This is my first fron cover that didnt really work. There is just too much going on. too many colours and i dont think the hands really work so i decided to change them to handprints.


magazineThis is my final design for my front cover i think it is a big improvement on the first design. I have made the hands into a pattern going from 1 to 10.My magazine is about selling toys so i have put a toy that i have made behind the ten of the logo which also relates to my animation which i will put up at a later date





This is a piece of promotional mail that is being sent to promote my magazine. 

Advertisement for a Fictitious Company.

Part of our brief was to design an advert to go in the magazine. It had to for a Fictitious company. So i made an advert for a printing company here it is:



Flash Video

My flash video for the magazine is now up on youtube. Have a look

The Magazine Concept

Posted in Magawebzine Work by lisaholland on November 22, 2008

I have been researching Designer toys and have found that they are very sought after. There is also a wide customer market. The only thing is that they are so expensive.

I have decided to make a cheap alternative that is also eco-friendly. I want to use these toys to get young people interested in design. I am planning to aim the magazine at 12-20 year olds. The toys will be used to gain the attention of the reader and will then slowly add in design competetions and venues.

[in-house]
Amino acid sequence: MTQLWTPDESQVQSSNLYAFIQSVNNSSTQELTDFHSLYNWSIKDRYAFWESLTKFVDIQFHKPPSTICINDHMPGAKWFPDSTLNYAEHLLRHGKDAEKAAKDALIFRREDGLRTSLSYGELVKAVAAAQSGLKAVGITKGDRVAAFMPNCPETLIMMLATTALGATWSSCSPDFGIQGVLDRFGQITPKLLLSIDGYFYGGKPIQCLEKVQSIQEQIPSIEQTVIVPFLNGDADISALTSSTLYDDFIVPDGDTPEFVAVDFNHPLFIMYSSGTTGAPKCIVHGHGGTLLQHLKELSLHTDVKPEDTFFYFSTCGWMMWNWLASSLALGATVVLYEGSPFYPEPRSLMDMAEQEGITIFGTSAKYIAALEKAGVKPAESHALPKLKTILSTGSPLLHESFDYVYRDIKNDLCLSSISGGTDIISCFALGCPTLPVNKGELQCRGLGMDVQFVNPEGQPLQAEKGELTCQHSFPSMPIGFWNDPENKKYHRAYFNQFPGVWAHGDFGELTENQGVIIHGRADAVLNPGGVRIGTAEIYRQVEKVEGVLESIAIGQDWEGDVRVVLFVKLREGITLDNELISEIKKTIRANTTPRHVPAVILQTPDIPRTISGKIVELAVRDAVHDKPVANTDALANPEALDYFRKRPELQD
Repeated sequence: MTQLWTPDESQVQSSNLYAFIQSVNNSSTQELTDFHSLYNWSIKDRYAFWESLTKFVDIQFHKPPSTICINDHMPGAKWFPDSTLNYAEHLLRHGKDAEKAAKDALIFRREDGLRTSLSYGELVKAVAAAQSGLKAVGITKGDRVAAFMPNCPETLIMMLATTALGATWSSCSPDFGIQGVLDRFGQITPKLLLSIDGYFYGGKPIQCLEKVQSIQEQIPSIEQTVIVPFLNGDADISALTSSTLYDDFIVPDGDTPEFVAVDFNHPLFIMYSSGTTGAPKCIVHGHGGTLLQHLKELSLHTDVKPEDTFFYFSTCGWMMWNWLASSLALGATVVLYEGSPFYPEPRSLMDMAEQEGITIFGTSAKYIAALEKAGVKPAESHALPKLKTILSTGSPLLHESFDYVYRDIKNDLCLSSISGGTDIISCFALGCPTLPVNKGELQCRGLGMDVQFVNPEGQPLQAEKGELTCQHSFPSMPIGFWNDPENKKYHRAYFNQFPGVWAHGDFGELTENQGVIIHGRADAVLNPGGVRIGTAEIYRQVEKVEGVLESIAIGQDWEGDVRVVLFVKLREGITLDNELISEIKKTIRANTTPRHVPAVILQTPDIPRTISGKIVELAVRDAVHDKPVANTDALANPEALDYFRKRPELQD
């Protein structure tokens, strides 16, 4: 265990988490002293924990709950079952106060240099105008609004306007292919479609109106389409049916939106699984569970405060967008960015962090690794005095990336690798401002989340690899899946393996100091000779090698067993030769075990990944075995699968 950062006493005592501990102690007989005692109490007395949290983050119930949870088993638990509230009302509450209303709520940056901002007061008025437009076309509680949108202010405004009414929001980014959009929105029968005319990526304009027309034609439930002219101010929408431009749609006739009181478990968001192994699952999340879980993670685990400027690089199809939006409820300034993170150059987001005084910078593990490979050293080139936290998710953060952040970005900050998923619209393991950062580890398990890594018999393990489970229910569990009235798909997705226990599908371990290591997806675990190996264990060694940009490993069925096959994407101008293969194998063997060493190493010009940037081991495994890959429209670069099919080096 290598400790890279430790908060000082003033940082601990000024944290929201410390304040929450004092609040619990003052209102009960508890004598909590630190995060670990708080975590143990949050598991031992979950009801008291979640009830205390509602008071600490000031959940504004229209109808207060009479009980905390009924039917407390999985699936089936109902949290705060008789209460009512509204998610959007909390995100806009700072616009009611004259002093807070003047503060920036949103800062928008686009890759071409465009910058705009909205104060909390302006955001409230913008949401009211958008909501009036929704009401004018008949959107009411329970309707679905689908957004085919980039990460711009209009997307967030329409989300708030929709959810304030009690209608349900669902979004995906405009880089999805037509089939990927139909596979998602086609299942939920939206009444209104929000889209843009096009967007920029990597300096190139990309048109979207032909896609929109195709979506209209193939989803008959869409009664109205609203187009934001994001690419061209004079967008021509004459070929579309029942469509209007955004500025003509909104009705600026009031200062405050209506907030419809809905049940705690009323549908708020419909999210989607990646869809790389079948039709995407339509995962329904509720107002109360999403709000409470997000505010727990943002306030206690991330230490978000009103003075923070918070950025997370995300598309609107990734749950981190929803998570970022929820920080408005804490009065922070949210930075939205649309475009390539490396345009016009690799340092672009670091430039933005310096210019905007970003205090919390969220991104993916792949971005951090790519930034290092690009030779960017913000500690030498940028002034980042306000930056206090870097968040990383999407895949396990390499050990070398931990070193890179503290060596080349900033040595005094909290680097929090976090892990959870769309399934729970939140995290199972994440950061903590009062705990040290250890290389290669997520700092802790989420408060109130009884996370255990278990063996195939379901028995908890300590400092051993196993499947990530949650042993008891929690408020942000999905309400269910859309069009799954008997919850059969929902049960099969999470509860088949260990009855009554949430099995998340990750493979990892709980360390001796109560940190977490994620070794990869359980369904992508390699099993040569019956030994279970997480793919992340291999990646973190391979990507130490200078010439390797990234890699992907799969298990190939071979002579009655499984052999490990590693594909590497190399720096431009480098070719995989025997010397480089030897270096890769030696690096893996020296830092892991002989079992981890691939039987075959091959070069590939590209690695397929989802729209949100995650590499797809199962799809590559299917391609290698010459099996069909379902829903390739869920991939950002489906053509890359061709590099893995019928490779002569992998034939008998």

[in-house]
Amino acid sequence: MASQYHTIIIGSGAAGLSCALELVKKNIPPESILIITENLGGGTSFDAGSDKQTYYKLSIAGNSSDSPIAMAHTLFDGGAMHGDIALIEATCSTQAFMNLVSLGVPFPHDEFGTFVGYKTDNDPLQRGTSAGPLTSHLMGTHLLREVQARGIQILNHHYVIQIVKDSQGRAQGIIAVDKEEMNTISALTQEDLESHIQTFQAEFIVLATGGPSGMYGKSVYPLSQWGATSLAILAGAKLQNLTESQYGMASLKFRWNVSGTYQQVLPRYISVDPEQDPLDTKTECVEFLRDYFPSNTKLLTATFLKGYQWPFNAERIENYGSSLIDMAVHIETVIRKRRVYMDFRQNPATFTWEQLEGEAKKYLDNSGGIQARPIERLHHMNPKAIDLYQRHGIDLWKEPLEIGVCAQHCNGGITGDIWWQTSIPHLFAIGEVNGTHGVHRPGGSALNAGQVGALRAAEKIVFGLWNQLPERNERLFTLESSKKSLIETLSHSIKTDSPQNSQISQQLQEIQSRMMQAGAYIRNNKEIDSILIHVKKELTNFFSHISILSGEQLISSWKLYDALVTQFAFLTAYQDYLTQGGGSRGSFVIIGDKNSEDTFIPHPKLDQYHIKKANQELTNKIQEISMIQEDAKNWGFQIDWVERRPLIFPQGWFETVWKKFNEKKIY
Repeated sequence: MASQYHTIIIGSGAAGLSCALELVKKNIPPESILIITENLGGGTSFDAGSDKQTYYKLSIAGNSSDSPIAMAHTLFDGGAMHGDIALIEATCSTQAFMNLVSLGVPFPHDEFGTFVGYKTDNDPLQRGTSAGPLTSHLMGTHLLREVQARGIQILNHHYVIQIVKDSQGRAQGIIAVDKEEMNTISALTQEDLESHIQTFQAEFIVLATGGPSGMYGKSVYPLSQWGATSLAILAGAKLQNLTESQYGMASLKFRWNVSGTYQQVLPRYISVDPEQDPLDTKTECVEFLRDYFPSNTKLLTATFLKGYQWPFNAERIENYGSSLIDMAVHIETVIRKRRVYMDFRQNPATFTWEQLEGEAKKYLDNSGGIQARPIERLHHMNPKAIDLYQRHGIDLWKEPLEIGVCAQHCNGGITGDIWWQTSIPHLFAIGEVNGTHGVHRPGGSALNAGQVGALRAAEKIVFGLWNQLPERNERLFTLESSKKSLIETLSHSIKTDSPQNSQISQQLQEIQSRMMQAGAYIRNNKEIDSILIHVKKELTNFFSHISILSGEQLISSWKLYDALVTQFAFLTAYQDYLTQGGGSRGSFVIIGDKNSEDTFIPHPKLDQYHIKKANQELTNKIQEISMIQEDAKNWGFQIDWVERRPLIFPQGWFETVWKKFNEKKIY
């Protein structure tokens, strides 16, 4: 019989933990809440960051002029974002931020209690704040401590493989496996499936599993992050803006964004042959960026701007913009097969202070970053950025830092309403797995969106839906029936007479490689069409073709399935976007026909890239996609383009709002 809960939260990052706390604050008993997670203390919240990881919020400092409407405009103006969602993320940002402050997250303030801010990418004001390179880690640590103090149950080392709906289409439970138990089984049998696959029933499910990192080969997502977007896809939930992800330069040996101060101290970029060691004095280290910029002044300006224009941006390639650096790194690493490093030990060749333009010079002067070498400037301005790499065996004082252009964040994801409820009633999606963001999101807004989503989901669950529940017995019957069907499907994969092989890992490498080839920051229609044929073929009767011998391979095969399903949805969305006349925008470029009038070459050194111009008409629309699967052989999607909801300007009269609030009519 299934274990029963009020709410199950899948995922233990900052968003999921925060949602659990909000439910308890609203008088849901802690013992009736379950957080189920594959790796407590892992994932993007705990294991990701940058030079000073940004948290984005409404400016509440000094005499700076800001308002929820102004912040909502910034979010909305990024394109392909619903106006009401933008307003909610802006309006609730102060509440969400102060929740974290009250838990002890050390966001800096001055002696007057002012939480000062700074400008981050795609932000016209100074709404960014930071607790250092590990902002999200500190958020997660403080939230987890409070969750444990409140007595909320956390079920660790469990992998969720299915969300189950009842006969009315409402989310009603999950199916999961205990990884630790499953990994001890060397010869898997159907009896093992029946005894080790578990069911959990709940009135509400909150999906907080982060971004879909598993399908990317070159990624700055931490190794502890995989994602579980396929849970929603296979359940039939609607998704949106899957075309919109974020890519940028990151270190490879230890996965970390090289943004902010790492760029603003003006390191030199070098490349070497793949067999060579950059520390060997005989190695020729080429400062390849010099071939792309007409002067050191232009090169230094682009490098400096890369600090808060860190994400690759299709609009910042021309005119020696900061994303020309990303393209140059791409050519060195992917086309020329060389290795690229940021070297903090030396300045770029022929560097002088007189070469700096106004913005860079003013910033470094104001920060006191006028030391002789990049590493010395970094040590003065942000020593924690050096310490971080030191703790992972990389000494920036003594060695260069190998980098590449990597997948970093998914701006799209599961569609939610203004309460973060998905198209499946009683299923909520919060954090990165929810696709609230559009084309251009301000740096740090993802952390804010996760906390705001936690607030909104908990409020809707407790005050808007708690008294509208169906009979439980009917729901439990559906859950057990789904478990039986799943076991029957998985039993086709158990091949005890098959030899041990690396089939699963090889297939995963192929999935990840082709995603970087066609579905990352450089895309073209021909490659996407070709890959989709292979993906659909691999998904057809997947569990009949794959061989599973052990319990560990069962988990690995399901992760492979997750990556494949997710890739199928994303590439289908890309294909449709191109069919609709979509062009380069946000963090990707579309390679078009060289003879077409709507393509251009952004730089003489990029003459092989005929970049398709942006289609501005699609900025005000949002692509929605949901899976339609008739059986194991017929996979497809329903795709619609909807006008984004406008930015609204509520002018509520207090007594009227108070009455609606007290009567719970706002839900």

I would like my magazine to be very vibrant and eye catching.

Designer Toys

Posted in Magawebzine Work by lisaholland on November 22, 2008

Designer toys is a term used to describe toys and other collectibles that are produced in limited editions (as few as 50 or as many as 2000 pieces) and created by artists and designers. Designer toys are made of variety of materials; plastic and vinyl are most common, although wood and metal are occasionally used. The term also encompasses plush, cloth and latex dolls. Creators of designer toys usually have backgrounds in graphic design, illustration or self-described low brow art; some are classically trained in art and design, while others are self-taught. Designer toys first appeared in the 1990s and are still in production today.

Who buys Designer Toys?